If you ask a couple this question, “Are you okay if the wife earns more than the husband?” chances are they would answer, “Yes!”
Times are changing and gone are the days when the wife’s role was only to take care of the house and children, while the husband brought home the bacon.
However, this is not what the 2018 paper from US Census Bureau reveals. Based on the study, when the wife earns more than the husband, respondents are more likely to under-report the wife’s earnings and over-report the husband’s earnings.
This interesting study compared what the husbands and wives reported as their earnings and with their “true” earnings based on administrative tax records.
Why so? Because believe it or not, we are still affected by the social norm that it is the husband’s duty to earn a living for the family. In double income families, the husband is still expected to have a higher contribution to the family income; otherwise, there is a “violation” of the social norm and they try to narrow the gap in their responses. They inflate the husband’s income and deflate the wife’s income. Check this out. Wives reported earning 1.5% less than they actually did, while husbands reported earning 2.9% higher than what they actually did. That is why the study is aptly entitled Manning Up and Womaning Down.
In another study conducted by economists at the University of Chicago using census data from 1970 to 2000, it was found out that marriages in which the wives earned more were more likely to end in divorce. Moreover, wives who out-earned their husbands were more likely to seek jobs beneath their potential, again in order to narrow down the gap (consciously or subconsciously) to comply with the social norm.
What’s interesting to note is that even if the wives earned more, they still did more of the housework and child care.
To know more about these studies, you may download them by clicking the links provided below.
The repercussions of violating the social norm
It may be safe to assume that the household is more peaceful if this social norm, where the husband earns more than the wife, is not violated. We have seen a lot of movies and have heard true-to-life stories of husbands being threatened by the wife’s earning capacity that they would resort to all sorts of shenanigans. I will not give a sweeping statement that it’s just the husbands fault of being insecure then resorting to womanizing, etc., nor will I blame the high-income earning wives for emasculating their husbands. It’s more complicated than that. It’s the human wiring that wants to abide by the rules and norms. There is pressure from family and society who all have opinions about the set up.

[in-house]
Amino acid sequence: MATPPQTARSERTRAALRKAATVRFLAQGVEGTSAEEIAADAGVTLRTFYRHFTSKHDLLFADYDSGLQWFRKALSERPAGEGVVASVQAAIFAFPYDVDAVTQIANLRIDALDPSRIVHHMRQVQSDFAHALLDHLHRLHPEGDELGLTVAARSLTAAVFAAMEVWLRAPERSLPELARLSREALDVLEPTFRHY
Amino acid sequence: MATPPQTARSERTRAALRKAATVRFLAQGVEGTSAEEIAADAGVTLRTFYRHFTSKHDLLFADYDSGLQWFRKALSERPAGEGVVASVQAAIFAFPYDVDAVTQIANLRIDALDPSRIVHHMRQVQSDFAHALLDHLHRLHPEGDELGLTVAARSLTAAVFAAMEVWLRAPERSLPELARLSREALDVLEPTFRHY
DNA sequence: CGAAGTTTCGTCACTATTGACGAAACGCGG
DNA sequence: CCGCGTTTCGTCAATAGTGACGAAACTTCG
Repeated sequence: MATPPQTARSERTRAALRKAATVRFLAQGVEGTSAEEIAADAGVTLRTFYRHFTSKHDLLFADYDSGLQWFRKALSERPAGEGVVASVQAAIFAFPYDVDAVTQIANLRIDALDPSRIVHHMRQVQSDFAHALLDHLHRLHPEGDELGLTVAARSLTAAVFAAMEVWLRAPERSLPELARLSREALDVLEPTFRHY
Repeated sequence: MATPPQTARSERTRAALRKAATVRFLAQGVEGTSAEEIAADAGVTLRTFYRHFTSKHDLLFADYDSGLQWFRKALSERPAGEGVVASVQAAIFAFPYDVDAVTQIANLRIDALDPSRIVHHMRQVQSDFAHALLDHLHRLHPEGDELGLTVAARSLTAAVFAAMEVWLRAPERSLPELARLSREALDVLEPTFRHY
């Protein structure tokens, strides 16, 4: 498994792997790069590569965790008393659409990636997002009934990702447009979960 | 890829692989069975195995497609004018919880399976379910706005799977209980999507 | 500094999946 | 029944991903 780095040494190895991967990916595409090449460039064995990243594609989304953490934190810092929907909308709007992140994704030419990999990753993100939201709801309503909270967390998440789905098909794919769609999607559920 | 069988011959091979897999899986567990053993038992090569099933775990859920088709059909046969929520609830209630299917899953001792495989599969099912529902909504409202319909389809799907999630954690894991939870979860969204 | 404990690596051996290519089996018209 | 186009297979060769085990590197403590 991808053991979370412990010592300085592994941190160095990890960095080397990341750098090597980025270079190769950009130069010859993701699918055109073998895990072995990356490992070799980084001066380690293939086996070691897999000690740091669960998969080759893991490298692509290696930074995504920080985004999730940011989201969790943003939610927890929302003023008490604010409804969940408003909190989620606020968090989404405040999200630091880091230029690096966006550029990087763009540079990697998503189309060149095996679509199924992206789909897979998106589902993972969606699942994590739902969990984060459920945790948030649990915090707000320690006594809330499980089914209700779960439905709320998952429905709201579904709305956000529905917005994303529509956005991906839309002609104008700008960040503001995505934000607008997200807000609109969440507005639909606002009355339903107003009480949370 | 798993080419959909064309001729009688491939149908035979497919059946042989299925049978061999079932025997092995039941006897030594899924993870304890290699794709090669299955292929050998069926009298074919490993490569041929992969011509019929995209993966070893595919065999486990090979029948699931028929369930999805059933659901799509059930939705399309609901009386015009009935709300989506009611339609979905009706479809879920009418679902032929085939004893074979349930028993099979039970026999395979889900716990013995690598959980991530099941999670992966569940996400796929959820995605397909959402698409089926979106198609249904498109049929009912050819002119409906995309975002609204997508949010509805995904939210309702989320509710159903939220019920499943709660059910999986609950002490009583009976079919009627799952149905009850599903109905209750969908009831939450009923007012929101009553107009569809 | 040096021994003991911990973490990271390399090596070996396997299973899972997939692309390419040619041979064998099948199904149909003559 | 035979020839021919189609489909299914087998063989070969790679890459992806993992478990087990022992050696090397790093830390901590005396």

The good news is that there are a number of highly functioning families where the husband and wife are able to embrace the nontraditional set-up. We have in fact, coined the term house husband. If I may say, all these husbands must be really secure of themselves and know that their masculinity is not equated to their income contribution and their role is so much more than just bringing home the bacon.
Nonetheless, we cannot deny the fact that sometimes, this nontraditional set-up still puts a strain in relationships. In another study on the relationship of spouses’ relative income to infidelity published by the American Sociological Review (see link below), they found out that when husbands earn less than their wives, they are more likely to cheat, probably to compensate for feeling emasculated. And yet, the same study shows a positive correlation between the husband’s income to his infidelity! The more they earn, the less satisfied they become with their wives’ physical appearance.
On the other hand, breadwinning wives are less likely to cheat, remaining faithful in order to neutralize their gender deviance and keep potentially strained relationships intact.
Interestingly, the least likely to cheat couples are those who earn more or less the same amount of money.
Simplistically looking at the above studies might put the husbands in bad light, characterizing them as male chauvinists and depicting the wives as the martyrs. It may also give us the wrong impression that husband and wife need to be earning almost the same income for their marriage to survive.
I don’t think so. What I’d like to propose is that husband and wife, or even before they become so, should really sit down and talk about money seriously. Yes, love and commitment are the essential ingredients of a lasting and successful marriage. But money is the necessary fuel that will make you survive, fulfill your dreams and thrive as a married couple. Because of this, it is imperative that spouses are on the same page when it comes to money. Discuss your money values, set financial and other goals together. When you are united on the money front, it wouldn’t matter anymore who earns more, because both incomes are for the benefit of your family, the basic unit of our society. Understand what money law governs your marriage. Is it the Conjugal Partnership of Gains or the Absolute Community of Property? (To know more about this, read United as One Heart One Soul and One Balance Sheet)
For the meantime, accept that there are social norms about income contributions and they may affect you knowingly or unknowingly. And the best defense against strained marriage due to income issues is really to talk about money openly and healthily as husband and wife. Have your FQ journey together and living happily ever after will be a bit easier. For starters, take the FQ Test together now by clicking this link – FQ Test.
Do tell me who scores higher! Cheers to High FQ, no matter who brings home the bigger the bacon.
If you want to understand the components of the FQ Test, watch this video.
Studies cited in the article can be downloaded from the following links:
3. Study published by American Sociological Review
This article is also published in FQMom.com